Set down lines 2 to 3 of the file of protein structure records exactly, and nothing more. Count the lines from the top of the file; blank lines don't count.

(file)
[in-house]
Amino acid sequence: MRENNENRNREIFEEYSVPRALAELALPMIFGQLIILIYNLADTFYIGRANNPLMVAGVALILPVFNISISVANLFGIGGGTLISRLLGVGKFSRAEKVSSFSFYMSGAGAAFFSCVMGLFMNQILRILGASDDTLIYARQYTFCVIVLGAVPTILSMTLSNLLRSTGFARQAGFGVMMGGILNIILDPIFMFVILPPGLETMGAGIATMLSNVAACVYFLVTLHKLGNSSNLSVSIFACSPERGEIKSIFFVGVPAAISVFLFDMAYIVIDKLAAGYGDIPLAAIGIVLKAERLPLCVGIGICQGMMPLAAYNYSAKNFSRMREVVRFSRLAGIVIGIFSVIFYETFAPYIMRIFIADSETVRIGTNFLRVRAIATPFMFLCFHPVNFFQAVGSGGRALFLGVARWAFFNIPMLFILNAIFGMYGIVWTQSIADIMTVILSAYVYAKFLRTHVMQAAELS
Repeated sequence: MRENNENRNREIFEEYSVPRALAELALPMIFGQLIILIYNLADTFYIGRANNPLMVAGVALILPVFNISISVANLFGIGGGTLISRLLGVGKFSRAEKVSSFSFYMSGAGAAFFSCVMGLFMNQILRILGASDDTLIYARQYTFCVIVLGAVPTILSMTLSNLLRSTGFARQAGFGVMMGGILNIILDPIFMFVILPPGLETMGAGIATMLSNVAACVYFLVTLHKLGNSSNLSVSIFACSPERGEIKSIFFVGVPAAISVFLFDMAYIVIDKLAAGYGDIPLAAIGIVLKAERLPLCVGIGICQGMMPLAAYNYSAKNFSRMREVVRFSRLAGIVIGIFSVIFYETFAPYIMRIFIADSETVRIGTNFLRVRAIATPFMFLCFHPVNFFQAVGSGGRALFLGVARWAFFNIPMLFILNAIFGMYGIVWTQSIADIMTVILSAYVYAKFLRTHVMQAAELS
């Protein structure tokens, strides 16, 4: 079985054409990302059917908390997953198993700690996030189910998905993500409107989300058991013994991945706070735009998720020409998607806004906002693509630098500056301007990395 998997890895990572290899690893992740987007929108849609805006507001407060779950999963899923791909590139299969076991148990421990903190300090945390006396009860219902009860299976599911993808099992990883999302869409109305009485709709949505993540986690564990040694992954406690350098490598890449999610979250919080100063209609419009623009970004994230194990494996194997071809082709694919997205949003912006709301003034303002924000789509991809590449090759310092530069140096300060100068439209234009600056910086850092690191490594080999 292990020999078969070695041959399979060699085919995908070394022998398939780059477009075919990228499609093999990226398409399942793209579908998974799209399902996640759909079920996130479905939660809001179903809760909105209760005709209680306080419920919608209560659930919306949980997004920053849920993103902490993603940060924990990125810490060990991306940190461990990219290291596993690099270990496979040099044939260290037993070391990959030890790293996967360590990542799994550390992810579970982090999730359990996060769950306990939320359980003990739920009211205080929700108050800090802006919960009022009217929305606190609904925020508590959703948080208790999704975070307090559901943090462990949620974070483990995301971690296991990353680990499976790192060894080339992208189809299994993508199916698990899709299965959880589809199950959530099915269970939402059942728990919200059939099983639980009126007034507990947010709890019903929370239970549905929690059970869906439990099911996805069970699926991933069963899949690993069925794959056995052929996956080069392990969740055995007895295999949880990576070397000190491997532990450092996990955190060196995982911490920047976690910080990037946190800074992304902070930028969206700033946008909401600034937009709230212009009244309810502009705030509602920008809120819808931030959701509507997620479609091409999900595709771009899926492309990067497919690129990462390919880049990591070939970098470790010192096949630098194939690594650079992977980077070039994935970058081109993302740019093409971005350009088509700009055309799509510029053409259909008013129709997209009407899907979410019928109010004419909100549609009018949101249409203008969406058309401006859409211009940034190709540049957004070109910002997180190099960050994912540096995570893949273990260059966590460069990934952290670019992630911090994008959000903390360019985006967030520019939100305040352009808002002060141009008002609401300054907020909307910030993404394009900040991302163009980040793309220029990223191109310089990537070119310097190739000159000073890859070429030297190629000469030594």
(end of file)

Amino acid sequence: MRENNENRNREIFEEYSVPRALAELALPMIFGQLIILIYNLADTFYIGRANNPLMVAGVALILPVFNISISVANLFGIGGGTLISRLLGVGKFSRAEKVSSFSFYMSGAGAAFFSCVMGLFMNQILRILGASDDTLIYARQYTFCVIVLGAVPTILSMTLSNLLRSTGFARQAGFGVMMGGILNIILDPIFMFVILPPGLETMGAGIATMLSNVAACVYFLVTLHKLGNSSNLSVSIFACSPERGEIKSIFFVGVPAAISVFLFDMAYIVIDKLAAGYGDIPLAAIGIVLKAERLPLCVGIGICQGMMPLAAYNYSAKNFSRMREVVRFSRLAGIVIGIFSVIFYETFAPYIMRIFIADSETVRIGTNFLRVRAIATPFMFLCFHPVNFFQAVGSGGRALFLGVARWAFFNIPMLFILNAIFGMYGIVWTQSIADIMTVILSAYVYAKFLRTHVMQAAELS
Repeated sequence: MRENNENRNREIFEEYSVPRALAELALPMIFGQLIILIYNLADTFYIGRANNPLMVAGVALILPVFNISISVANLFGIGGGTLISRLLGVGKFSRAEKVSSFSFYMSGAGAAFFSCVMGLFMNQILRILGASDDTLIYARQYTFCVIVLGAVPTILSMTLSNLLRSTGFARQAGFGVMMGGILNIILDPIFMFVILPPGLETMGAGIATMLSNVAACVYFLVTLHKLGNSSNLSVSIFACSPERGEIKSIFFVGVPAAISVFLFDMAYIVIDKLAAGYGDIPLAAIGIVLKAERLPLCVGIGICQGMMPLAAYNYSAKNFSRMREVVRFSRLAGIVIGIFSVIFYETFAPYIMRIFIADSETVRIGTNFLRVRAIATPFMFLCFHPVNFFQAVGSGGRALFLGVARWAFFNIPMLFILNAIFGMYGIVWTQSIADIMTVILSAYVYAKFLRTHVMQAAELS